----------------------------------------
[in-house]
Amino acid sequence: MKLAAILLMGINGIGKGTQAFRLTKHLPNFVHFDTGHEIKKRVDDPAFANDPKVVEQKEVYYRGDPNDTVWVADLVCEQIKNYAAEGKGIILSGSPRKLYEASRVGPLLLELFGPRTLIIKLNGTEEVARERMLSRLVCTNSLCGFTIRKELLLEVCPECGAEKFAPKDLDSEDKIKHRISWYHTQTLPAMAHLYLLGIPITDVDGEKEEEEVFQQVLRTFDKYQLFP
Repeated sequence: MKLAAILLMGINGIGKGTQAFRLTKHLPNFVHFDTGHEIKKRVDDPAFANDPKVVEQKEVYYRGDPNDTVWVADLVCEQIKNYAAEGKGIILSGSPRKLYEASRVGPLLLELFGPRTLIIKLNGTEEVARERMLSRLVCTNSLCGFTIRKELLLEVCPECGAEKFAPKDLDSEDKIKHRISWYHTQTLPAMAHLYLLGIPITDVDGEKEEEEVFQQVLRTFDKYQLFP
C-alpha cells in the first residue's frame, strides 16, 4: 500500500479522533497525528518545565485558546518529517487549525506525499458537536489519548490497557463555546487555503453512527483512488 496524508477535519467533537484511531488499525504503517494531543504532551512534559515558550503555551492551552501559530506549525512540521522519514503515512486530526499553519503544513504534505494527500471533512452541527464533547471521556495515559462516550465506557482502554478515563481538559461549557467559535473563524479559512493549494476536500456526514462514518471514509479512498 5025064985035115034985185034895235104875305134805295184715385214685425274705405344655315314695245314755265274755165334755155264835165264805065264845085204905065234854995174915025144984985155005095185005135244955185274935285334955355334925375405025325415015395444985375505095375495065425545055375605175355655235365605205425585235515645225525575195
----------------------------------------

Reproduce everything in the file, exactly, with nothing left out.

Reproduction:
[in-house]
Amino acid sequence: MKLAAILLMGINGIGKGTQAFRLTKHLPNFVHFDTGHEIKKRVDDPAFANDPKVVEQKEVYYRGDPNDTVWVADLVCEQIKNYAAEGKGIILSGSPRKLYEASRVGPLLLELFGPRTLIIKLNGTEEVARERMLSRLVCTNSLCGFTIRKELLLEVCPECGAEKFAPKDLDSEDKIKHRISWYHTQTLPAMAHLYLLGIPITDVDGEKEEEEVFQQVLRTFDKYQLFP
Repeated sequence: MKLAAILLMGINGIGKGTQAFRLTKHLPNFVHFDTGHEIKKRVDDPAFANDPKVVEQKEVYYRGDPNDTVWVADLVCEQIKNYAAEGKGIILSGSPRKLYEASRVGPLLLELFGPRTLIIKLNGTEEVARERMLSRLVCTNSLCGFTIRKELLLEVCPECGAEKFAPKDLDSEDKIKHRISWYHTQTLPAMAHLYLLGIPITDVDGEKEEEEVFQQVLRTFDKYQLFP
C-alpha cells in the first residue's frame, strides 16, 4: 500500500479522533497525528518545565485558546518529517487549525506525499458537536489519548490497557463555546487555503453512527483512488 496524508477535519467533537484511531488499525504503517494531543504532551512534559515558550503555551492551552501559530506549525512540521522519514503515512486530526499553519503544513504534505494527500471533512452541527464533547471521556495515559462516550465506557482502554478515563481538559461549557467559535473563524479559512493549494476536500456526514462514518471514509479512498 5025064985035115034985185034895235104875305134805295184715385214685425274705405344655315314695245314755265274755165334755155264835165264805065264845085204905065234854995174915025144984985155005095185005135244955185274935285334955355334925375405025325415015395444985375505095375495065425545055375605175355655235365605205425585235515645225525575195